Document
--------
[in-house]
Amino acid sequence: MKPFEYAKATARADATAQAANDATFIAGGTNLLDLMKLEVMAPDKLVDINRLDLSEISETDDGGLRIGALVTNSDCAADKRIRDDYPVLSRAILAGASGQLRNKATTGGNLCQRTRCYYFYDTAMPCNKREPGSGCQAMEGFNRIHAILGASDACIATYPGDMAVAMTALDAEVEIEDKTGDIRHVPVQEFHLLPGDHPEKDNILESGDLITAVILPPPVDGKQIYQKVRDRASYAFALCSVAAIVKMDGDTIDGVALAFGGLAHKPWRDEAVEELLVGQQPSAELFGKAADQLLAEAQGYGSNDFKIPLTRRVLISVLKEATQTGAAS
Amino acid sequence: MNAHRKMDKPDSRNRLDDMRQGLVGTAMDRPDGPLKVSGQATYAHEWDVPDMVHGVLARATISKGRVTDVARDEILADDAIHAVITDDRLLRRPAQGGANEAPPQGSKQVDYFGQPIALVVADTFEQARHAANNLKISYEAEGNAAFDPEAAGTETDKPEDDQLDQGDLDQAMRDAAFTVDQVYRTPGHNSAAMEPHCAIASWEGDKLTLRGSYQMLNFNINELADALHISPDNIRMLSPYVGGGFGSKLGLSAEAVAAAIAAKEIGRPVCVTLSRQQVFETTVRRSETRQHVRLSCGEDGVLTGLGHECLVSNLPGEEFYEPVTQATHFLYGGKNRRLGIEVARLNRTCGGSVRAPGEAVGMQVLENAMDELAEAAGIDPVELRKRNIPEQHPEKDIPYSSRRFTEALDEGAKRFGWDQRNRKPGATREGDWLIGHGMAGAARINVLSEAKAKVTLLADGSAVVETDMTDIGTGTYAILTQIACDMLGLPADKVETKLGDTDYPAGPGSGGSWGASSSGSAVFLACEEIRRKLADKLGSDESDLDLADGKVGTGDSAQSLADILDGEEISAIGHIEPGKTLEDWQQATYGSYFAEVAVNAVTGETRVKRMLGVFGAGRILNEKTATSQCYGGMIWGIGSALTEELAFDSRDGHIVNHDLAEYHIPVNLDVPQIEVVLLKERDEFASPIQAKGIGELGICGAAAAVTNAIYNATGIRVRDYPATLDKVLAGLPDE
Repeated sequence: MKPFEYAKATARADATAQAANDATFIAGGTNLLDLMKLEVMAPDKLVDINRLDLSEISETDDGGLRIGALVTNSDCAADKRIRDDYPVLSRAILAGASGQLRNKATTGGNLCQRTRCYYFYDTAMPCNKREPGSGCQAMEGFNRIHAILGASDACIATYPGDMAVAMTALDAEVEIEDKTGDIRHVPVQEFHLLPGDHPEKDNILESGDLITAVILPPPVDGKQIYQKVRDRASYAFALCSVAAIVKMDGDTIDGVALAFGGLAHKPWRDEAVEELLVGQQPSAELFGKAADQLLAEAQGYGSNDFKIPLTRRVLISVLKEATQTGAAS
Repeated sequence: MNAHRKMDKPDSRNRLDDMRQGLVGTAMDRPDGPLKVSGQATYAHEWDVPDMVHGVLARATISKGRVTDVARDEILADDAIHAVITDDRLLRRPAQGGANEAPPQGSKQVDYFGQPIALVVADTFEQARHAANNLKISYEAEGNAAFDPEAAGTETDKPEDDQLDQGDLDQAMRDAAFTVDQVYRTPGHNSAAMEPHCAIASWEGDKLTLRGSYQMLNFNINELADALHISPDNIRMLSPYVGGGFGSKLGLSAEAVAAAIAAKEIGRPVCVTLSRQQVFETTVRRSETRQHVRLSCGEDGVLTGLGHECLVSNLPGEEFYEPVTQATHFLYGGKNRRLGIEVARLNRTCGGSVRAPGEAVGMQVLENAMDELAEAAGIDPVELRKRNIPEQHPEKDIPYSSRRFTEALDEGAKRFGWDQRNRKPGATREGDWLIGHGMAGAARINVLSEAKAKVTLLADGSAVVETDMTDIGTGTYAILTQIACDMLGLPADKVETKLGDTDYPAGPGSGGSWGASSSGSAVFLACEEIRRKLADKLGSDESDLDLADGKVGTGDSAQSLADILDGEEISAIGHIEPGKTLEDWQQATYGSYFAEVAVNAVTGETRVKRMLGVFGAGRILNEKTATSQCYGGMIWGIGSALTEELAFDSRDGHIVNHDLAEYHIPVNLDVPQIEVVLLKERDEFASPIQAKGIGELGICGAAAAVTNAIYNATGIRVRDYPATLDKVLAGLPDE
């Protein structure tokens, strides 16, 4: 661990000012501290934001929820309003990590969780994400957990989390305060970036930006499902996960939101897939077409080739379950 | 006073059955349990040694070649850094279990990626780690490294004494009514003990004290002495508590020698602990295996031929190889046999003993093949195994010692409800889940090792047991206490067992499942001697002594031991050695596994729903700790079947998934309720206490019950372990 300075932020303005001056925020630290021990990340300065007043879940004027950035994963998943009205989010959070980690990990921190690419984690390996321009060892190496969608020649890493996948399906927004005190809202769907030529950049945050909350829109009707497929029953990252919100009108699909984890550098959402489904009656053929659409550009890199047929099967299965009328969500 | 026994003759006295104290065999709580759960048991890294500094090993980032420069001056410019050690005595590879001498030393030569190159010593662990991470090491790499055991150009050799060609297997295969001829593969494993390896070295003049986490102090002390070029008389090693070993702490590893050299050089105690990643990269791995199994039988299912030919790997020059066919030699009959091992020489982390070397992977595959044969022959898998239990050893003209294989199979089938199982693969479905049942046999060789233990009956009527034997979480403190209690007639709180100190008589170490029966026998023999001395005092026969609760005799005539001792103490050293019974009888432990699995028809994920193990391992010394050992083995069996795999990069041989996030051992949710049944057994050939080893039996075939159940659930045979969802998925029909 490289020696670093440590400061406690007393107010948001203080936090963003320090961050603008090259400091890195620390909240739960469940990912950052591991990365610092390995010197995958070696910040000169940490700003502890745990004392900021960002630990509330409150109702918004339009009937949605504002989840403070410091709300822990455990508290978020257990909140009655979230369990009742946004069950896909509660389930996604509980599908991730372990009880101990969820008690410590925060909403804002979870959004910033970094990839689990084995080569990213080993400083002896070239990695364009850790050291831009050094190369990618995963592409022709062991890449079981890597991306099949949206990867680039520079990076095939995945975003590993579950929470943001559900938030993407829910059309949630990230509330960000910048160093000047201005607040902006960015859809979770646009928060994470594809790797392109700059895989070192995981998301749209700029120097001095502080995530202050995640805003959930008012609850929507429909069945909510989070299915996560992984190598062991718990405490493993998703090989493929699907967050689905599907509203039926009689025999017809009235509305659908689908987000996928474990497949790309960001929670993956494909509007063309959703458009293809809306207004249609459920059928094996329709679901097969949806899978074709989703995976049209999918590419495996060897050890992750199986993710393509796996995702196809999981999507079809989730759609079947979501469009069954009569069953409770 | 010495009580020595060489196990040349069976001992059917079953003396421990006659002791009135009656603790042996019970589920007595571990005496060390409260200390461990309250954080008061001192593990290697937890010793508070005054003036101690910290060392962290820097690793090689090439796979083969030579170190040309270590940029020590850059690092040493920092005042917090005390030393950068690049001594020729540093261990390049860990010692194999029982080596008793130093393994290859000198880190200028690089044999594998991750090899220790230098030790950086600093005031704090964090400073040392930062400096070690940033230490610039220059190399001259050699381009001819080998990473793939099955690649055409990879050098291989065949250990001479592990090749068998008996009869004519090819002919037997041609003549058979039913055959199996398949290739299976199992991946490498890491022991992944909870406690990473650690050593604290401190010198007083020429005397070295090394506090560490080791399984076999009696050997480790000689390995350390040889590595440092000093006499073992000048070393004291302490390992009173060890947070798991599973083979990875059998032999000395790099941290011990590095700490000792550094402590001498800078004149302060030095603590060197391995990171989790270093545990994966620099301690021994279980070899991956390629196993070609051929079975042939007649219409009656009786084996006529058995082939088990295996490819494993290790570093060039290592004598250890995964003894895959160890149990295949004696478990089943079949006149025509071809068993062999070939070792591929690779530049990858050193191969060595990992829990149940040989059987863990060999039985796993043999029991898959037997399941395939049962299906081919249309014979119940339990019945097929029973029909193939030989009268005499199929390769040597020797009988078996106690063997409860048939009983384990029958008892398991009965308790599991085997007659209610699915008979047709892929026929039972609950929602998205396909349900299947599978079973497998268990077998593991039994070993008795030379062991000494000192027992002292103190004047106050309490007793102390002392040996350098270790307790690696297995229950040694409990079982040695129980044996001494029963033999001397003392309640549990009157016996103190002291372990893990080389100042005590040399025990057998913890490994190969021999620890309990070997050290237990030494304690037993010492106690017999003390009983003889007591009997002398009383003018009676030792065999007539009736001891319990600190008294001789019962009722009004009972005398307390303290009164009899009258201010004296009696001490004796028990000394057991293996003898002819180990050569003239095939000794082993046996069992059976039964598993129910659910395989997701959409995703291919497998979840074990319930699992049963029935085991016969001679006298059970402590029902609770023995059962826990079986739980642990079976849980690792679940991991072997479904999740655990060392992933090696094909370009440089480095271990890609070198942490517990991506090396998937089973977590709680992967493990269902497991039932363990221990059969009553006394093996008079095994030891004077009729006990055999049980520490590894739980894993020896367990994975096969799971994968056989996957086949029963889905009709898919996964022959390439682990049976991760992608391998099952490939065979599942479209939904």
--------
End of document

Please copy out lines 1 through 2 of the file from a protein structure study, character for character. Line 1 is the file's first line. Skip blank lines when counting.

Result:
[in-house]
Amino acid sequence: MKPFEYAKATARADATAQAANDATFIAGGTNLLDLMKLEVMAPDKLVDINRLDLSEISETDDGGLRIGALVTNSDCAADKRIRDDYPVLSRAILAGASGQLRNKATTGGNLCQRTRCYYFYDTAMPCNKREPGSGCQAMEGFNRIHAILGASDACIATYPGDMAVAMTALDAEVEIEDKTGDIRHVPVQEFHLLPGDHPEKDNILESGDLITAVILPPPVDGKQIYQKVRDRASYAFALCSVAAIVKMDGDTIDGVALAFGGLAHKPWRDEAVEELLVGQQPSAELFGKAADQLLAEAQGYGSNDFKIPLTRRVLISVLKEATQTGAAS